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Nicole Schnell  Identity Verified
United States
Local time: 12:05
English to German
+ ...
Real specialization Aug 4, 2013

Mohammad Ali Omrani wrote:

Thank you Nicole and Kim for your comments, I'm trying to say it's better to have some ways to differentiate a real specialized translator and a translator with no experience in a specific field. Suppose you have a document in medical field and you need an English to Farsi translator, how and based on what criteria you select that translator?


I go by the profile page. However, whenever I see the full range indicated as "Specializes in", from Law to Marketing, from IT to Medical, and Finance to top it off, I don't see ANY specialization.



Edited for typo, sorry...

[Edited at 2013-08-04 00:29 GMT]


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LilianNekipelov  Identity Verified
United States
Local time: 15:05
Russian to English
+ ...
I don't think any educational institution in the US is really authorized Aug 4, 2013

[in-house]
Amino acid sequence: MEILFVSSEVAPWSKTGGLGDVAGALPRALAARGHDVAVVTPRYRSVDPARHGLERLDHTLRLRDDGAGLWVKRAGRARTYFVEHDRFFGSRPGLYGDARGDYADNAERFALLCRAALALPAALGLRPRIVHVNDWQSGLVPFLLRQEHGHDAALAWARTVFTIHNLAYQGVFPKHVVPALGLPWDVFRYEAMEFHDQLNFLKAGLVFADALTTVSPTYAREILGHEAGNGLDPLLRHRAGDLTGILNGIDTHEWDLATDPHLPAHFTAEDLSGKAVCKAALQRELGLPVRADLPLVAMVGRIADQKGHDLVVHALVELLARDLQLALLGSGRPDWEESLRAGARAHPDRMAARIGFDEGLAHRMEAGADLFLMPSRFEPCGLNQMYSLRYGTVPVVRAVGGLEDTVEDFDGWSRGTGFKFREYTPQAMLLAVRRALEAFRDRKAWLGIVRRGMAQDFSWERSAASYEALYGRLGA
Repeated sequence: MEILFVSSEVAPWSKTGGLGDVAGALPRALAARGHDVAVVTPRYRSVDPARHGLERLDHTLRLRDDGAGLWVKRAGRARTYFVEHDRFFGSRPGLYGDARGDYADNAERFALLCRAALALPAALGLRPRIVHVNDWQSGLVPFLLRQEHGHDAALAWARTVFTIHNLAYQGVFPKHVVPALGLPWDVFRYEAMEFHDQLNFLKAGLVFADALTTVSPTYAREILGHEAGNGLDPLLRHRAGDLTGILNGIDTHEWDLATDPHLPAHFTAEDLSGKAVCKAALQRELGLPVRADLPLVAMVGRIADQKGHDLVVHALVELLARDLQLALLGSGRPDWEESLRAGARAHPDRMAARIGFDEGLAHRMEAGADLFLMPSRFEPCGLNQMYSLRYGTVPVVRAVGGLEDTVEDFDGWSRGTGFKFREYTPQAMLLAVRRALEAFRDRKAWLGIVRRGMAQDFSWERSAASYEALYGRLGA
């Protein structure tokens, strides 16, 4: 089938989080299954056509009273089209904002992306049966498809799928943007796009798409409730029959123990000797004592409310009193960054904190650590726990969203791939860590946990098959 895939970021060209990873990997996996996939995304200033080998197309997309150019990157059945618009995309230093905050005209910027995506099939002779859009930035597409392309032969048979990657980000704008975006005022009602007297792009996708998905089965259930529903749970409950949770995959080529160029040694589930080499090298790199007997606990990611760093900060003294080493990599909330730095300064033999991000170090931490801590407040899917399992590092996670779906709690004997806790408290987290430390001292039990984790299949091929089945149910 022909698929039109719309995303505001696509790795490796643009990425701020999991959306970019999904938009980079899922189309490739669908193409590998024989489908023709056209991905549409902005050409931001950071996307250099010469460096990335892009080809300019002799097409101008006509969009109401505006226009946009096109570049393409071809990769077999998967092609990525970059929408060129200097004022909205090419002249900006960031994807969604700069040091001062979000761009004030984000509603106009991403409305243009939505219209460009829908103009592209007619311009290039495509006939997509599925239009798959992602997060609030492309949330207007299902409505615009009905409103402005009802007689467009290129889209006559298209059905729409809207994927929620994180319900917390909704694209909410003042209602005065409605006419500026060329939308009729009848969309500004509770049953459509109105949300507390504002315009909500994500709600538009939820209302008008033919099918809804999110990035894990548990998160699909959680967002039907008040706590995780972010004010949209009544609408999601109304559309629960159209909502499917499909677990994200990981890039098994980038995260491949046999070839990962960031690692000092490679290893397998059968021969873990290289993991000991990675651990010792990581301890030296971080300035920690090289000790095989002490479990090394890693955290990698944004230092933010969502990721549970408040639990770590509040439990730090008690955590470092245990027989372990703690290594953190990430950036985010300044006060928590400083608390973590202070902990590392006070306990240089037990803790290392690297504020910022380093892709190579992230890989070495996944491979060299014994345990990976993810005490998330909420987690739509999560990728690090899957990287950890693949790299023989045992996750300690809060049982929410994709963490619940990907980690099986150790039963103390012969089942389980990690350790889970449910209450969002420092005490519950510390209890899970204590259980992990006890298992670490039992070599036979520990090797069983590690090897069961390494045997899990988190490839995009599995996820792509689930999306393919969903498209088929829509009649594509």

to certify translators -- there is no such a thing as a certified translator here. They can only certify that you completed a course of study at their institution.

They just have to look at your resume (the outsourcers), give you perhaps a very short test and make the right decision. Choosing the right translator is not that easy -- it is definitely not pressing a few buttons, saying some magic words and you have the best translator coming out of the filter on the other side. See, the problem is that good outsourcing companies -- I know a few in fact -- to be counted on the fingers of one hand, know whether a translation is good or not, and they would not need any certificates.

The others have to learn it the hard way -- do more screenings of translators and hire editors. When you pass the ATA certification test -- you are not a Certified Translator -- you are an ATA certified translator, the same way as when you pass the Proz certification exam, you are not a certified translator per se, but rather Proz certified, which might be an asset, but cannot really be a requirement.